Our microbiomes—the tiny organisms that live on us and in us—can influence our health. And a recent study looked at microbiome composition and diversity depending on where and how we live. Given the same latitude and climate across South America:
“We found in a gradient of urbanization from jungle houses, huts of Amerindian people living traditional lifestyles all the way to a modern city like Manaus…was differences in microbes from our houses and…from our skin, and differences in exposure to chemicals.”
Microbiologist Maria Gloria Dominguez Bello, from Rutgers University.
She and her colleagues collected samples from people, pets, and spaces in homes, like the kitchen, bathroom and bedrooms. They analyzed bacteria, fungi, parasites and chemicals. And they found two trends as you go from the rainforest to a farm to a town to the city of Manaus.
With increasing population density: “We are exposed to a higher diversity of fungi. We carry more diversity of fungi in our skin but in our gut we lose…microbial diversity.” The study is in the journal Nature Microbiology. [Laura-Isobel McCall et al, Home chemical and microbial transitions across urbanization]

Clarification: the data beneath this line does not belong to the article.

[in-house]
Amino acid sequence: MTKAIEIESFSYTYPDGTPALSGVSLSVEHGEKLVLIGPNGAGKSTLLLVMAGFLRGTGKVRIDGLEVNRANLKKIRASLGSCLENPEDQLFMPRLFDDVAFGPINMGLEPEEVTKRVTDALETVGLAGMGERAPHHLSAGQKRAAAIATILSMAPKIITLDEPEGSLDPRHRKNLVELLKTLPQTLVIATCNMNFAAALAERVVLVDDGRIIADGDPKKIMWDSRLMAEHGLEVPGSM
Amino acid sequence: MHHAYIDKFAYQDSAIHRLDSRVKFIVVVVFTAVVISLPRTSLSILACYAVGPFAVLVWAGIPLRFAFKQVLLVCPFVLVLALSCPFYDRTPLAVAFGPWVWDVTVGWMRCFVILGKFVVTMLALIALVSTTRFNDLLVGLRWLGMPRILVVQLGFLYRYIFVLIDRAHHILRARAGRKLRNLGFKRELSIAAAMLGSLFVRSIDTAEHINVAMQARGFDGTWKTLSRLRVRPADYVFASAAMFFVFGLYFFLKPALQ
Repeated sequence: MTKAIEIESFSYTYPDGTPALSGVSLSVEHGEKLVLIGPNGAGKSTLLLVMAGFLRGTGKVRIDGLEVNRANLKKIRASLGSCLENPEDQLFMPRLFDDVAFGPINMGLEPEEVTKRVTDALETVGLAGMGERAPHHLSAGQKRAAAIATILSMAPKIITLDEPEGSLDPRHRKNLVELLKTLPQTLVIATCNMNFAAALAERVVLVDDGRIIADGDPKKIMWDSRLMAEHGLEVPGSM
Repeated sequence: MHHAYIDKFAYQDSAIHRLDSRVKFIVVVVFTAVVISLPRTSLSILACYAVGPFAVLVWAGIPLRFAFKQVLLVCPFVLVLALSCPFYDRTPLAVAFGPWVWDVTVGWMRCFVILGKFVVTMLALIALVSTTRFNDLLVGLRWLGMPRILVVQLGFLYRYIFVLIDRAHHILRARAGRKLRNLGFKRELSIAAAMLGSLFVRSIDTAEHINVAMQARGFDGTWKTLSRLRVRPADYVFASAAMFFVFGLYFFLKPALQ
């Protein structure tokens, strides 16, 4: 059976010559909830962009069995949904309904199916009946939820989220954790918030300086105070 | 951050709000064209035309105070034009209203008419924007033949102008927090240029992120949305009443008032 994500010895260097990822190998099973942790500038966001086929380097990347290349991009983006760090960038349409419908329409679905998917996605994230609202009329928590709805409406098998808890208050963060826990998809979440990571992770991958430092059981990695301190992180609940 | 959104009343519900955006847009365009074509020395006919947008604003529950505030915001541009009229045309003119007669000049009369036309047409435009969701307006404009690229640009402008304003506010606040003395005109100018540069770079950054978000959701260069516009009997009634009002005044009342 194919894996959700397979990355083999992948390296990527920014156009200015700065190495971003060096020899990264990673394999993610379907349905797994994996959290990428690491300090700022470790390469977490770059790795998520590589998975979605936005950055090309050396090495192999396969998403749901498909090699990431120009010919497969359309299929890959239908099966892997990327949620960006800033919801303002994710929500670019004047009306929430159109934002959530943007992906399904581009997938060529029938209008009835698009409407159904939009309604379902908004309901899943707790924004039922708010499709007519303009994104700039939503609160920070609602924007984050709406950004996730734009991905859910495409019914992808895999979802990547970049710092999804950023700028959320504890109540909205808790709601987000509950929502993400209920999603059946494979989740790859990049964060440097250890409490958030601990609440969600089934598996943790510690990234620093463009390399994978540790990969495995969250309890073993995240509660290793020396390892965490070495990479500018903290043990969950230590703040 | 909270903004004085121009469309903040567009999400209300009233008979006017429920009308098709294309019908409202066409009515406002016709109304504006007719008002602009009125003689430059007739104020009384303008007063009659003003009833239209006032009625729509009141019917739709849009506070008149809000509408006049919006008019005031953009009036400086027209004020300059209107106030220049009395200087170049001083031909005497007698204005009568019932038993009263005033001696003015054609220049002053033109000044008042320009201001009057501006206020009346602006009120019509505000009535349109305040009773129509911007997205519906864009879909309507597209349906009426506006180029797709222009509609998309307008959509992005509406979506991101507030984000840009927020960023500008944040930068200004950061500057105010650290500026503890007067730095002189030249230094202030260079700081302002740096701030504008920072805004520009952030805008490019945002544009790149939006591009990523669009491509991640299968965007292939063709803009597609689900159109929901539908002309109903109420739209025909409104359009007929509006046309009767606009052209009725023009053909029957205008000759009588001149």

Urban homes use more chemical cleaners than do rural or rainforest homes. And they’re more likely to be built out of synthetic materials. So city residents are burdened with more chemicals, including metabolites of cleaners, detergents, and paints, in and on their bodies.
In addition, the microbes of urban dwellers are far more like each other than they are like the more healthful mix found in the rainforest. Dominguez-Bello thinks one reason is that we are too isolated from natural landscapes.
“We have grown culturally very anti dirt…we call dirt `dirt’ and you know we call the soil dirt and that already has a connotation of undesirable.”
Perhaps city living could be a bit healthier with fewer chemicals from cleansers and more microbes from what gets cleaned.
(The above text is a transcript of this podcast)